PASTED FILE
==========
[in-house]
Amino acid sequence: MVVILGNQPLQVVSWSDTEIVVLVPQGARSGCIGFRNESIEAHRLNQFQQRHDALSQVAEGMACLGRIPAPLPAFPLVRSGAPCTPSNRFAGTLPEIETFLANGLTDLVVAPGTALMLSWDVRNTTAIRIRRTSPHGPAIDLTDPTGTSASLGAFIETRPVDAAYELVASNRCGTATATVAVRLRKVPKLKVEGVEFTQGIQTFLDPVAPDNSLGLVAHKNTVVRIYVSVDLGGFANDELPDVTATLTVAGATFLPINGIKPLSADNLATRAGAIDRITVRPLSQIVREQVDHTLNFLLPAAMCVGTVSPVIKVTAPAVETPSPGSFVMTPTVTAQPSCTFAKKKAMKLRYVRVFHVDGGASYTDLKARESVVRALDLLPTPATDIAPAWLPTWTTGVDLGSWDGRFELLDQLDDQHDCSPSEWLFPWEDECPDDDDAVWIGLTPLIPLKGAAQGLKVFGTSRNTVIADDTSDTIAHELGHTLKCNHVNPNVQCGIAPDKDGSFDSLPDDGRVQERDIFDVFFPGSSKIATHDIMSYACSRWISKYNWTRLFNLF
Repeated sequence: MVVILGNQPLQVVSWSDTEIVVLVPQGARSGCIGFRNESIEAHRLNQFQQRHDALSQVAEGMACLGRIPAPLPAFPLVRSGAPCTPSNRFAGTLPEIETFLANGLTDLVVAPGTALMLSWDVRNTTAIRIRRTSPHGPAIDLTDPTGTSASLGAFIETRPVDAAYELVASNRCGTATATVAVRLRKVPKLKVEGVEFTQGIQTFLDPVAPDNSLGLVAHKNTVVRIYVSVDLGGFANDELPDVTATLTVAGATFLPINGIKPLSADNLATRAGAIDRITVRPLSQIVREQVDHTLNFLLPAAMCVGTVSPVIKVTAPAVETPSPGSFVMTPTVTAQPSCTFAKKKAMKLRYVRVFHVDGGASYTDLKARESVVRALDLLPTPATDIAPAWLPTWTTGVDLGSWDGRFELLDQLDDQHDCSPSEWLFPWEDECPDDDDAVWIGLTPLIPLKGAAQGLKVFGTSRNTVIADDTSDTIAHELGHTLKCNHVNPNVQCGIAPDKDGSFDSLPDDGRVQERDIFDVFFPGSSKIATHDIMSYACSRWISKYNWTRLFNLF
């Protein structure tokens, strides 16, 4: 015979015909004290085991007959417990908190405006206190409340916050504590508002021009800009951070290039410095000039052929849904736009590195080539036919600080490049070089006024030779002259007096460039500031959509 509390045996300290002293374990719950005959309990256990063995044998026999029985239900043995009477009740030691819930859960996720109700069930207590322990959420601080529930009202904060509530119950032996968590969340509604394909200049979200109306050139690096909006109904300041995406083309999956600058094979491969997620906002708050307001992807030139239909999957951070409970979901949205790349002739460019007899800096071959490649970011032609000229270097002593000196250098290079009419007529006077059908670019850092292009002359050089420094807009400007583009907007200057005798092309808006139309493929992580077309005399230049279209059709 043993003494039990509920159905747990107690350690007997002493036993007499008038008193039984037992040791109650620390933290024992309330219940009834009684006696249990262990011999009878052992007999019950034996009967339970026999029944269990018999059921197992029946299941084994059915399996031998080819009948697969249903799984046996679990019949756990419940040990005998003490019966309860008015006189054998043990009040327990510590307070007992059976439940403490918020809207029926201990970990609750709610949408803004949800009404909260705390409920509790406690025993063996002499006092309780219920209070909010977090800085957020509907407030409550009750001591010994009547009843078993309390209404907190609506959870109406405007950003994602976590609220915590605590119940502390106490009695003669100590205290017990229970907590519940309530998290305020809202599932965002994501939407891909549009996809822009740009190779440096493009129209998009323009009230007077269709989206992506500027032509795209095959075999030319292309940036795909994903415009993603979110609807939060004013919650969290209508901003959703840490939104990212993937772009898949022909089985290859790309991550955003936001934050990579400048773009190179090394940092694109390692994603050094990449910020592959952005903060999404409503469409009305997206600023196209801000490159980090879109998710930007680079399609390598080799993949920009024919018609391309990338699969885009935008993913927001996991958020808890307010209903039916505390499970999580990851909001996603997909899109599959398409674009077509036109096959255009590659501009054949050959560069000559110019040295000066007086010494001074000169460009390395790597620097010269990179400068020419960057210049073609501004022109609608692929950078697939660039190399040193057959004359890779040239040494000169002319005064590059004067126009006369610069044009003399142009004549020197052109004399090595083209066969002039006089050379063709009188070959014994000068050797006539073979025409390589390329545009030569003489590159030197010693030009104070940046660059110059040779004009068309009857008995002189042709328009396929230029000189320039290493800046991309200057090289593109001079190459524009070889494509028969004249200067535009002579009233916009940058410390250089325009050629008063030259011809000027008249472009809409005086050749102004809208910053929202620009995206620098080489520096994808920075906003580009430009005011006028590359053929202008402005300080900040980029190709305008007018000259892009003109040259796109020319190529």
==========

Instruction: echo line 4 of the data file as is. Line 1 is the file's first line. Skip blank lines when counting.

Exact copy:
């Protein structure tokens, strides 16, 4: 015979015909004290085991007959417990908190405006206190409340916050504590508002021009800009951070290039410095000039052929849904736009590195080539036919600080490049070089006024030779002259007096460039500031959509 509390045996300290002293374990719950005959309990256990063995044998026999029985239900043995009477009740030691819930859960996720109700069930207590322990959420601080529930009202904060509530119950032996968590969340509604394909200049979200109306050139690096909006109904300041995406083309999956600058094979491969997620906002708050307001992807030139239909999957951070409970979901949205790349002739460019007899800096071959490649970011032609000229270097002593000196250098290079009419007529006077059908670019850092292009002359050089420094807009400007583009907007200057005798092309808006139309493929992580077309005399230049279209059709 043993003494039990509920159905747990107690350690007997002493036993007499008038008193039984037992040791109650620390933290024992309330219940009834009684006696249990262990011999009878052992007999019950034996009967339970026999029944269990018999059921197992029946299941084994059915399996031998080819009948697969249903799984046996679990019949756990419940040990005998003490019966309860008015006189054998043990009040327990510590307070007992059976439940403490918020809207029926201990970990609750709610949408803004949800009404909260705390409920509790406690025993063996002499006092309780219920209070909010977090800085957020509907407030409550009750001591010994009547009843078993309390209404907190609506959870109406405007950003994602976590609220915590605590119940502390106490009695003669100590205290017990229970907590519940309530998290305020809202599932965002994501939407891909549009996809822009740009190779440096493009129209998009323009009230007077269709989206992506500027032509795209095959075999030319292309940036795909994903415009993603979110609807939060004013919650969290209508901003959703840490939104990212993937772009898949022909089985290859790309991550955003936001934050990579400048773009190179090394940092694109390692994603050094990449910020592959952005903060999404409503469409009305997206600023196209801000490159980090879109998710930007680079399609390598080799993949920009024919018609391309990338699969885009935008993913927001996991958020808890307010209903039916505390499970999580990851909001996603997909899109599959398409674009077509036109096959255009590659501009054949050959560069000559110019040295000066007086010494001074000169460009390395790597620097010269990179400068020419960057210049073609501004022109609608692929950078697939660039190399040193057959004359890779040239040494000169002319005064590059004067126009006369610069044009003399142009004549020197052109004399090595083209066969002039006089050379063709009188070959014994000068050797006539073979025409390589390329545009030569003489590159030197010693030009104070940046660059110059040779004009068309009857008995002189042709328009396929230029000189320039290493800046991309200057090289593109001079190459524009070889494509028969004249200067535009002579009233916009940058410390250089325009050629008063030259011809000027008249472009809409005086050749102004809208910053929202620009995206620098080489520096994808920075906003580009430009005011006028590359053929202008402005300080900040980029190709305008007018000259892009003109040259796109020319190529």